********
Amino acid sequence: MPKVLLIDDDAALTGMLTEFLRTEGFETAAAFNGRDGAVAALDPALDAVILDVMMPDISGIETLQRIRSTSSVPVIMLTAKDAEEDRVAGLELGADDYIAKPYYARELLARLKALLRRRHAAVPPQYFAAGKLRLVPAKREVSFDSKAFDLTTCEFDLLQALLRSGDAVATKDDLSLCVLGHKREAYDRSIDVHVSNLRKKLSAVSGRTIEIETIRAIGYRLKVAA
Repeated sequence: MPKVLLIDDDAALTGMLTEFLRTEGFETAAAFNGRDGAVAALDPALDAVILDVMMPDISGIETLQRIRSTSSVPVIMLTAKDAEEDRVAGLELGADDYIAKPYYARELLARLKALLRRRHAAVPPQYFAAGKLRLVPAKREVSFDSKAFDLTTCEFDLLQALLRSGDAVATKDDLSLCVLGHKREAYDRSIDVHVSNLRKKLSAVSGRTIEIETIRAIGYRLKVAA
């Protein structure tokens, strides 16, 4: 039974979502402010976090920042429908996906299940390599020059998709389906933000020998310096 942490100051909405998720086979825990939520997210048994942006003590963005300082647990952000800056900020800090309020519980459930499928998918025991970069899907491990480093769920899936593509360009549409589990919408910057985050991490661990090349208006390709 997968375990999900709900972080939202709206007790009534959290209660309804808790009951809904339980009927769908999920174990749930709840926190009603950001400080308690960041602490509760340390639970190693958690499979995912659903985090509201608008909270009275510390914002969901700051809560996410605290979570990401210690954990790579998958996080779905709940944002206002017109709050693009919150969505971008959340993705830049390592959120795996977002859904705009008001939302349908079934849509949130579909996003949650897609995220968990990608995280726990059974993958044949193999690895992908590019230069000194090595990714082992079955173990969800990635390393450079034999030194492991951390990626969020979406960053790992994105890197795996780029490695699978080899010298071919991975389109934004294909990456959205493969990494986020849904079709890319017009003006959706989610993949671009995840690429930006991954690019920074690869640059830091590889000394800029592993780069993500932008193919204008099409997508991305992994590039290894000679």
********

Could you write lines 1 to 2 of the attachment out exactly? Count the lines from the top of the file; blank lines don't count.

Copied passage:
Amino acid sequence: MPKVLLIDDDAALTGMLTEFLRTEGFETAAAFNGRDGAVAALDPALDAVILDVMMPDISGIETLQRIRSTSSVPVIMLTAKDAEEDRVAGLELGADDYIAKPYYARELLARLKALLRRRHAAVPPQYFAAGKLRLVPAKREVSFDSKAFDLTTCEFDLLQALLRSGDAVATKDDLSLCVLGHKREAYDRSIDVHVSNLRKKLSAVSGRTIEIETIRAIGYRLKVAA
Repeated sequence: MPKVLLIDDDAALTGMLTEFLRTEGFETAAAFNGRDGAVAALDPALDAVILDVMMPDISGIETLQRIRSTSSVPVIMLTAKDAEEDRVAGLELGADDYIAKPYYARELLARLKALLRRRHAAVPPQYFAAGKLRLVPAKREVSFDSKAFDLTTCEFDLLQALLRSGDAVATKDDLSLCVLGHKREAYDRSIDVHVSNLRKKLSAVSGRTIEIETIRAIGYRLKVAA